Daily Archives: June 18, 2015

Organizational Damnation 60: Human Resources

Does the doctor even have to write this post? I’m sure many of you are already cringing from the title knowing how an overly process driven human resources department, free of logic and common sense, can ruin the best and worst of plans and inspire your best talent to run to the hills and run for their lives.

Why do human resources often bring damnation to Procurement? Simply put,

  • They exacerbate talent tightness. (Societal Damnation 51)
  • They drive talent away. (Societal Damnation 50)
  • They think they know what Sourcing is.

They exacerbate talent tightness.

HR will insist on owning the talent recruitment process. Now, it’s true that, in most organizations, HR should own the process because most departments wouldn’t know how to go to market for talent if the market came to them and bit them on the thigh like a boghog of NowWhat, but a good Procurement organization knows how to go to market for talent. In fact, a good Procurement organization knows how to go to market for everything the organization needs, and, more importantly a good Procurement organization knows what defines talent to the organization.

But this isn’t the problem, it’s the way that many non best in class Human Resource organizations go about the talent hunt. They blast a poorly written advertisement with a list of requirements no living or dead human can meet across multiple channels, collect hundreds, if not thousands of resumes, and then go through a last-man standing vetting process. They create a ridiculous checklist, a set of arbitrary rules for checking the boxes (because they don’t understand what the boxes are), and then eliminate every resume that doesn’t check every box. They then interview the last men, or women, standing, eliminate those that they feel won’t be a good organizational fit (based on gut instinct), and pass you the candidates that remain.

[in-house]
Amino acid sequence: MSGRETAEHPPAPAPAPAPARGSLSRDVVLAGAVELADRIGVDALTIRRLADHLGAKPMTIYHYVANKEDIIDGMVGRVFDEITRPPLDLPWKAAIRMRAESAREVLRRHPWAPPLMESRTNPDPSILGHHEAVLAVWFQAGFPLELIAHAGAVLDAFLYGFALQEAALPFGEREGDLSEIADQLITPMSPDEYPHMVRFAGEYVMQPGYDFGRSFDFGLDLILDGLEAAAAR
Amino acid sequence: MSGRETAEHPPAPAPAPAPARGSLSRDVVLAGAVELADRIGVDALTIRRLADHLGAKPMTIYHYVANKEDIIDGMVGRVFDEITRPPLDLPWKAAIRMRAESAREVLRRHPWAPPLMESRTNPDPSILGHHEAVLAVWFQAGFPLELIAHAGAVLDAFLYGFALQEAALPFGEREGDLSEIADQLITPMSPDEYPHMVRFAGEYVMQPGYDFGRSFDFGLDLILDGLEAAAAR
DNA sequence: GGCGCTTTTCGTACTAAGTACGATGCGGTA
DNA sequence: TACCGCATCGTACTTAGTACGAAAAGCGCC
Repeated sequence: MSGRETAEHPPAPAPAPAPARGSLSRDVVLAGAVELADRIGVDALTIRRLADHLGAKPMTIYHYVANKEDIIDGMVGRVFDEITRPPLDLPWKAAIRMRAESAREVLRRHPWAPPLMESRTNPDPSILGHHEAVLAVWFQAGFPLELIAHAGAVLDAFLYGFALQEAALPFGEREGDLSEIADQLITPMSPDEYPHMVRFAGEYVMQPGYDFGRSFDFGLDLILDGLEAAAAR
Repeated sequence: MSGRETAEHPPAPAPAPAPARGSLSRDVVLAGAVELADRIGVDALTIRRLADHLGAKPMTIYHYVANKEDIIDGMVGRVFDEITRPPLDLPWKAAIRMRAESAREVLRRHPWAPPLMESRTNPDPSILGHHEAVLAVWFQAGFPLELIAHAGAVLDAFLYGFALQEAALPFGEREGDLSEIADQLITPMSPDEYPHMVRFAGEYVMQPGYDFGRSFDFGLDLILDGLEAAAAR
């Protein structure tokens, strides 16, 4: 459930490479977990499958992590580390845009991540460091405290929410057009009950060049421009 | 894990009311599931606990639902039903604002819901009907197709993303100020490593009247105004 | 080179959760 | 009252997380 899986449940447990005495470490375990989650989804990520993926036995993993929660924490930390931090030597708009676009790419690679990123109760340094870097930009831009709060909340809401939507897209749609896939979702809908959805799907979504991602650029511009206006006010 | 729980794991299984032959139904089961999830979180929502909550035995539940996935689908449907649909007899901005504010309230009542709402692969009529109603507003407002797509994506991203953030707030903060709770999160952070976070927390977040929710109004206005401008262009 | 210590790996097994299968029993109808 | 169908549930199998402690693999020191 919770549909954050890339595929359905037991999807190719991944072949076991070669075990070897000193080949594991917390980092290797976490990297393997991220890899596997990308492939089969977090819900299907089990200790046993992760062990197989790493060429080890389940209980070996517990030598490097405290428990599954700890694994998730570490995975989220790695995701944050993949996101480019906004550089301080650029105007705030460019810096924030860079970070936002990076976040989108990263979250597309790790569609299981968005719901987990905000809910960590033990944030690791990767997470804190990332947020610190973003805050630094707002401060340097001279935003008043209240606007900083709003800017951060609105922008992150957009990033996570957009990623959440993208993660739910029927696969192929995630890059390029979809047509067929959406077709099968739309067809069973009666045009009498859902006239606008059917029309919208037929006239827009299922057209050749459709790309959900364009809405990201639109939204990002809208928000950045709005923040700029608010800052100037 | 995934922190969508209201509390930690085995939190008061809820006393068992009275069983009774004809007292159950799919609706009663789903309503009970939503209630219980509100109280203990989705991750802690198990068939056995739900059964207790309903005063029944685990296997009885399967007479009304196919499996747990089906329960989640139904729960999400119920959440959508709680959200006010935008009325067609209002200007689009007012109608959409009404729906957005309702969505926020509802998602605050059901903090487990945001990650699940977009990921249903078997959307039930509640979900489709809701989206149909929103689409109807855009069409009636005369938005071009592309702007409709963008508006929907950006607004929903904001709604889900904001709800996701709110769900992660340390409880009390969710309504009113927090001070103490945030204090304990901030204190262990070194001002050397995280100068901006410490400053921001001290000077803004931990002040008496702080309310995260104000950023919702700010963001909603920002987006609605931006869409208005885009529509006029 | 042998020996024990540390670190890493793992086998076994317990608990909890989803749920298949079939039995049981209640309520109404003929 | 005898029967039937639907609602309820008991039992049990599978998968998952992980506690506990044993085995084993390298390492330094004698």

This is almost guaranteed to eliminate a large number of good candidates, if not the best candidates, because Procurement doesn’t need a candidate that checks all the boxes, training can often handle that, it needs a candidate with the aptitude to learn what he or she doesn’t know because organizational needs are always changing and no Procurement professional will ever know everything he or she needs to know.

They drive talent away.

Many HR organizations institute policies that are so onerous, they will drive every individual in the organization insane. These will typically take the form of expense claims and pre-performance review. In the latter case, these will take the form of ten page questionnaires asking the individual to update their resume in detail and list all changes since the last review, describe all of their accomplishments since their last review, list the top ten reasons they deserve a 2% raise, do a 360-degree review on their boss, rate the HR process, etc. until they want to scream and jump out the 10th story window. In the former case, since the review agony comes at most once a year, they will insist on nonsensical requirements for even the simplest of rebates. For example, some organizations have a policy that, in order to get an expense claim reviewed, every employee had to send in an envelope with their expense receipts (and their name on it) stapled to the expense claim to get a refund. This sounds like a good policy, since good fiscal accountability means that receipts should be provided for any expense over a nominal amount, until it’s enforced to the extreme. And some organizations enforce this to the extreme. For example, as described by Sigi in his recent book (reviewed in Gettin’ Sigi With It), one organization refused to honour an expense claim without an envelope, even if their was no receipt. For example, Sigi recounted the story of when one of his team members came to him with a printed e-mail that said an empty envelope with the team member’s name on it was required to be sent in by the team member to get his mileage claim reimbursed. Wow!

They think they know what Sourcing is.

In some organizations, it is HR that thinks they do the Sourcing because, as far as they are concerned, Sourcing is the process of acquiring talent and nothing else. So if you say you do Sourcing, they try to beat you down and kick you unconscious. It’s crazy.

the doctor could go on, but you get the picture. Human Resources is yet another damnation Procurement has to live with. They are the gatekeeper and we are still waiting for the key.